Let's Talk Inclusion, Lyndsay Short, Deputy Director East Midlands Leadership Academy
October sees a celebration of the contribution of Black and Minority groups to the society. “Black History Month” is controversial, often causing strong emotions for some. In my opinion if it does nothing else the controversy alone gets everyone thinking and talking about inclusion issues and that’s got to be a good thing. However, I think it's sad that it takes this kind of publicity to engage people in understanding and celebrating difference and of course difference isn’t confined to ethnic background – there are eight other protected characteristics which attract similar debate.
Some of you may know me but let me try something….
I spent six years as a single mum after the breakdown of my relationship and I am the main carer for my mum and my sister both of whom have severe chronic conditions. Between myself and my partner we have two children under the age of 12. I live in a small mining village in which I have lived all my life. I am a trained nurse – a job I entered due to a passion as a teenager to change the world and prevent medical negligence after a very close personal loss. I have now been working in education for about 8 years and still intend on changing the world. I am a white middle aged female.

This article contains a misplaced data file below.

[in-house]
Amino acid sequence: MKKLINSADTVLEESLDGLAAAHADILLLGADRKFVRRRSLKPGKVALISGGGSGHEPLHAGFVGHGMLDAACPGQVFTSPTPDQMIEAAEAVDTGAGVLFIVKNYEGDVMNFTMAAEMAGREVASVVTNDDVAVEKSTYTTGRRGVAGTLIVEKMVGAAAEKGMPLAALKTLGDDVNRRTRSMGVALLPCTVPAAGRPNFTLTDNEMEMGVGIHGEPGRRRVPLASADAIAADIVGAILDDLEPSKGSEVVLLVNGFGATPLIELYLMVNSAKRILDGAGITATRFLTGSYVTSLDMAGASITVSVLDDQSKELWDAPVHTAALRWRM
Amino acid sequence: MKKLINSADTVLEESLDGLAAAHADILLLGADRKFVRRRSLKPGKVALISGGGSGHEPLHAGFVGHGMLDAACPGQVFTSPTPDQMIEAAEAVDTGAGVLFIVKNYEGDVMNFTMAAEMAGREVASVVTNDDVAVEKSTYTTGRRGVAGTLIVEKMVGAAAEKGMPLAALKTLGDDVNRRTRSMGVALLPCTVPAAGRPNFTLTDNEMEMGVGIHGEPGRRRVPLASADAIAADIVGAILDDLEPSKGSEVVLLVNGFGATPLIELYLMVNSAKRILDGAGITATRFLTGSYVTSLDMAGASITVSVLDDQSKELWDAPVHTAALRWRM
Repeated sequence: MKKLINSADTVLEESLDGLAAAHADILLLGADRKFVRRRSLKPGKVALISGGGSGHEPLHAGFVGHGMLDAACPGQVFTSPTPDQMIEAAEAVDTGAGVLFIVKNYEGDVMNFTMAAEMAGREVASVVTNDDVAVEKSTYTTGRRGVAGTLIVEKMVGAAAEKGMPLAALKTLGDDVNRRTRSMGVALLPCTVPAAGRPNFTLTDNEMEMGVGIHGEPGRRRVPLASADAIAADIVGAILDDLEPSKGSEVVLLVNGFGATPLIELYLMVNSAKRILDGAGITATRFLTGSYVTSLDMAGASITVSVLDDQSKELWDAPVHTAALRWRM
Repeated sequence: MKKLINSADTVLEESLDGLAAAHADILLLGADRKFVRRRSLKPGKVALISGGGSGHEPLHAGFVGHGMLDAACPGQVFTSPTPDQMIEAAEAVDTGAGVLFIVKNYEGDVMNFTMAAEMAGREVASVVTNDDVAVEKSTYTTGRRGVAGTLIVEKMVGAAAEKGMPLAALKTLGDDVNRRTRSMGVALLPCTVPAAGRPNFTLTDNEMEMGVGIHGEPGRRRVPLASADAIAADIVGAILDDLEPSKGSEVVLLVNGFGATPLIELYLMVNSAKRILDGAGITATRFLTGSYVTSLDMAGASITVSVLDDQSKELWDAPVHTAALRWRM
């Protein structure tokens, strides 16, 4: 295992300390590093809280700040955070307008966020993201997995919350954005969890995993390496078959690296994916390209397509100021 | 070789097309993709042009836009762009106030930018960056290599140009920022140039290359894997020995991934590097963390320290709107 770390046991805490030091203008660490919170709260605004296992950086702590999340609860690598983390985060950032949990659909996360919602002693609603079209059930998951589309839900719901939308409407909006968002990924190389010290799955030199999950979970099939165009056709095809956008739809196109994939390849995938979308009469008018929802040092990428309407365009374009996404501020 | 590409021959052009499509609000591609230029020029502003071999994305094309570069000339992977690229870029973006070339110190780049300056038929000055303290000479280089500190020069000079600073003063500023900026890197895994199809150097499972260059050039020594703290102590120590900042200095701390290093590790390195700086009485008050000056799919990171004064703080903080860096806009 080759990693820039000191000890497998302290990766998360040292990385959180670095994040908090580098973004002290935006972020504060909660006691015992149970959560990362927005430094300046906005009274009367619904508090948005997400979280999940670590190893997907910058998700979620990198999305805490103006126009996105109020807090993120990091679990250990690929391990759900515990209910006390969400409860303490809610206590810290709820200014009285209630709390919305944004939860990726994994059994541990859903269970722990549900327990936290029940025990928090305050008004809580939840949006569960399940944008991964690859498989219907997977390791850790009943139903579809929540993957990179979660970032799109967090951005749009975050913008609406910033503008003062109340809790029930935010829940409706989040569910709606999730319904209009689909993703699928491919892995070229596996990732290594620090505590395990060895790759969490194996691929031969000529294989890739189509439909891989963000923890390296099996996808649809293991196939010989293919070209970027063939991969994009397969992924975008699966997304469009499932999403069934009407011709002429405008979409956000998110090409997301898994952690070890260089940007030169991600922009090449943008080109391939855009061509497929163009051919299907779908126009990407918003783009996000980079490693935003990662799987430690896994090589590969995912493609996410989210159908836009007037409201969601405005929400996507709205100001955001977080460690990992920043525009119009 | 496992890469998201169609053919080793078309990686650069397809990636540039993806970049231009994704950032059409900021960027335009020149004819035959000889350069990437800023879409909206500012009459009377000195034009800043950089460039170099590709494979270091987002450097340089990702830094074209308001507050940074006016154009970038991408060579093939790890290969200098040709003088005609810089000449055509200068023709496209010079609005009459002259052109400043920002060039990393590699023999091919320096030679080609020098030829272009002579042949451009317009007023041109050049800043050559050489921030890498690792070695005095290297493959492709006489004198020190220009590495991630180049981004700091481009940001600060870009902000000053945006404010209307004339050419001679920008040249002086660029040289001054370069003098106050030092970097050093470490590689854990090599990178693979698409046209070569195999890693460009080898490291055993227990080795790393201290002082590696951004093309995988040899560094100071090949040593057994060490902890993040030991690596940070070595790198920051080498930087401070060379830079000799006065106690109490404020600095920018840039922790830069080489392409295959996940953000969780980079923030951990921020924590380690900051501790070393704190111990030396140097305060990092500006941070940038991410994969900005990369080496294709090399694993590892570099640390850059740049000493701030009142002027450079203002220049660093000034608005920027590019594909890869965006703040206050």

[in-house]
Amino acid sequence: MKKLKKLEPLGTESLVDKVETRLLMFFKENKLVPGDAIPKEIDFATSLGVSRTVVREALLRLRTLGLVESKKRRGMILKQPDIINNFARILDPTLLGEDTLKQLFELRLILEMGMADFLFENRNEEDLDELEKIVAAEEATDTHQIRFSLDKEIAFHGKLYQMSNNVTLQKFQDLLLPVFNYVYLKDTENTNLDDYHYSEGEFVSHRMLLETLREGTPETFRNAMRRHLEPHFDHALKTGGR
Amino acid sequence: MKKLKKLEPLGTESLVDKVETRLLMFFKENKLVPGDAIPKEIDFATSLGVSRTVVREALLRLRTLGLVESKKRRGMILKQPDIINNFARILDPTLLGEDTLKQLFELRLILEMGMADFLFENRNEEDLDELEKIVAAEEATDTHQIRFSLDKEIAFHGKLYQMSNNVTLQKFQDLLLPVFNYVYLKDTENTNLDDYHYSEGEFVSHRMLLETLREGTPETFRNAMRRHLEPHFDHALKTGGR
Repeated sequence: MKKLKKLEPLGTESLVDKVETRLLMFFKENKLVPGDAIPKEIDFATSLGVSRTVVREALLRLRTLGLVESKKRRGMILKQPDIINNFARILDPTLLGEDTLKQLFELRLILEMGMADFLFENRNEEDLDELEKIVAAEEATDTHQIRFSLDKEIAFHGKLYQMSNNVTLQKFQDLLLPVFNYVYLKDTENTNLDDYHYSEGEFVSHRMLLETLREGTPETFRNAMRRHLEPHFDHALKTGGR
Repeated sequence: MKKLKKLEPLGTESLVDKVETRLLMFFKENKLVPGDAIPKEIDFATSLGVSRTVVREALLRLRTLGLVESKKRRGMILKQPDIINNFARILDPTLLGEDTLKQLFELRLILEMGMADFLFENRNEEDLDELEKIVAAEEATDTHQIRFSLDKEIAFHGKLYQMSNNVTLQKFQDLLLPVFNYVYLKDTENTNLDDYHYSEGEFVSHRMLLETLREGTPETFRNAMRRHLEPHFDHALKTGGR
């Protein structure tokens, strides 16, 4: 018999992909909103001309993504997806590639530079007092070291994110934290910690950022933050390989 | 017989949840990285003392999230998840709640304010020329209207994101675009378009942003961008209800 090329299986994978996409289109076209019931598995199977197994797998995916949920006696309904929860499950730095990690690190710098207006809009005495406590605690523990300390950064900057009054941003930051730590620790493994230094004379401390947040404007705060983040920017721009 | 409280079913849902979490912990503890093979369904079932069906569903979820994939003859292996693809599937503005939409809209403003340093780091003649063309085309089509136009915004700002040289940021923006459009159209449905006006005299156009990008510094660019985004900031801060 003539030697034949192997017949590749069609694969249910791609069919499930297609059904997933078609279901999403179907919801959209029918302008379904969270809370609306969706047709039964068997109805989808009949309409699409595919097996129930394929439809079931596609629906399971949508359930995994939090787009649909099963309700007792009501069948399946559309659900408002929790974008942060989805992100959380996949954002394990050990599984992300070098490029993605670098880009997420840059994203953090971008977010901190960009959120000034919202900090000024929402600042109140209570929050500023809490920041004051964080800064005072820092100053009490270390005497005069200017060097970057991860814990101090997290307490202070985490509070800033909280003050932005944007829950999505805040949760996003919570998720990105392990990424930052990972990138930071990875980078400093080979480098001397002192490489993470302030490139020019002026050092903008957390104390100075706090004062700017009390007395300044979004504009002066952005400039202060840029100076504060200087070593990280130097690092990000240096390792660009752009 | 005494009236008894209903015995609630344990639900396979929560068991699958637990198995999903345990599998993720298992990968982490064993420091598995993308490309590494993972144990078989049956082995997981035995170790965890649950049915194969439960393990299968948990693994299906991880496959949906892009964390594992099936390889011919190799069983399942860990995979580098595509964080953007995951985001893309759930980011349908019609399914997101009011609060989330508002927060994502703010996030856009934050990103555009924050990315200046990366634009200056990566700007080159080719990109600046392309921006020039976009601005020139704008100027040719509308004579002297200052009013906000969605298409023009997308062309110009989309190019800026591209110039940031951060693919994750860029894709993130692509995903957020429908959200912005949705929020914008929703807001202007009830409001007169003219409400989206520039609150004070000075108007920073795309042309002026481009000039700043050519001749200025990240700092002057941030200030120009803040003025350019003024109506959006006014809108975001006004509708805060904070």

Now I'd like to ask a question, at which point did you connect with me as a person? I'd put my money on the fact that it wasn’t when I told you my “protected characteristics”- and this is my point. If we are brave enough to be honest with ourselves and others, then I believe that difference becomes a fallacy. If we see each other by what’s really underneath the surface-the life experiences, the feelings and the scars we bear then are we truly different?
I think society’s real problem is valuing each other and realising that each human life is precious and worthy and that everyone contributes in unique ways. Leaders need to help create the environments in which others thrive, in which people can feel comfortable to be vulnerable and be brave enough to embrace it. I realise that this isn’t always easy and there will always be people who we don’t like and times when we disagree with each other but the world is a much more interesting place if we listen and try to understand. Black History Month gives us the opportunity to see each other differently and be brave enough to be authentic and true to our own values and beliefs.